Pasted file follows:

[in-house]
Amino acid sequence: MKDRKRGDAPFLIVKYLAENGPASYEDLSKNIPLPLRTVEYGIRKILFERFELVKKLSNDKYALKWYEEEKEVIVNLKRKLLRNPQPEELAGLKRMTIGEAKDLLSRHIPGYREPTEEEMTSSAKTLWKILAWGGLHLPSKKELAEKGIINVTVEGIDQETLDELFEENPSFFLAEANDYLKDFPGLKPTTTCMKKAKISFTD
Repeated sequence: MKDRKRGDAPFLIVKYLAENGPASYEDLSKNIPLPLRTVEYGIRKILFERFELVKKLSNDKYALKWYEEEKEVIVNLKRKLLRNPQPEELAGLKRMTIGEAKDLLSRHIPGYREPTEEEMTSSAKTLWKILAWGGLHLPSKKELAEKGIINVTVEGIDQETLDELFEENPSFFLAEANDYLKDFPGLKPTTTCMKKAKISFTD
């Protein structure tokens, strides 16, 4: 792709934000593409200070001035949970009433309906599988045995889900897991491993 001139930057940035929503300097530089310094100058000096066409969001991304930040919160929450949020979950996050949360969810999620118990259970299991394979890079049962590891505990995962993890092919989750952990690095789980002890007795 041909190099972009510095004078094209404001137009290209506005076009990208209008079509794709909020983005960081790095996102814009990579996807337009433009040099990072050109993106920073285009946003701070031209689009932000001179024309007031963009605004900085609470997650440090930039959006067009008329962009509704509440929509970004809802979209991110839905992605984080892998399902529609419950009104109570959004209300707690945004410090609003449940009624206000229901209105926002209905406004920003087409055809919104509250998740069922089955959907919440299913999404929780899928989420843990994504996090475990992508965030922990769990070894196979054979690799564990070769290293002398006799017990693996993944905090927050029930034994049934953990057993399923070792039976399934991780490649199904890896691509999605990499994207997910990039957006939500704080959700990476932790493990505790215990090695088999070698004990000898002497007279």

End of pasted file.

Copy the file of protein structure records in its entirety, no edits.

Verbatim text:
[in-house]
Amino acid sequence: MKDRKRGDAPFLIVKYLAENGPASYEDLSKNIPLPLRTVEYGIRKILFERFELVKKLSNDKYALKWYEEEKEVIVNLKRKLLRNPQPEELAGLKRMTIGEAKDLLSRHIPGYREPTEEEMTSSAKTLWKILAWGGLHLPSKKELAEKGIINVTVEGIDQETLDELFEENPSFFLAEANDYLKDFPGLKPTTTCMKKAKISFTD
Repeated sequence: MKDRKRGDAPFLIVKYLAENGPASYEDLSKNIPLPLRTVEYGIRKILFERFELVKKLSNDKYALKWYEEEKEVIVNLKRKLLRNPQPEELAGLKRMTIGEAKDLLSRHIPGYREPTEEEMTSSAKTLWKILAWGGLHLPSKKELAEKGIINVTVEGIDQETLDELFEENPSFFLAEANDYLKDFPGLKPTTTCMKKAKISFTD
């Protein structure tokens, strides 16, 4: 792709934000593409200070001035949970009433309906599988045995889900897991491993 001139930057940035929503300097530089310094100058000096066409969001991304930040919160929450949020979950996050949360969810999620118990259970299991394979890079049962590891505990995962993890092919989750952990690095789980002890007795 041909190099972009510095004078094209404001137009290209506005076009990208209008079509794709909020983005960081790095996102814009990579996807337009433009040099990072050109993106920073285009946003701070031209689009932000001179024309007031963009605004900085609470997650440090930039959006067009008329962009509704509440929509970004809802979209991110839905992605984080892998399902529609419950009104109570959004209300707690945004410090609003449940009624206000229901209105926002209905406004920003087409055809919104509250998740069922089955959907919440299913999404929780899928989420843990994504996090475990992508965030922990769990070894196979054979690799564990070769290293002398006799017990693996993944905090927050029930034994049934953990057993399923070792039976399934991780490649199904890896691509999605990499994207997910990039957006939500704080959700990476932790493990505790215990090695088999070698004990000898002497007279």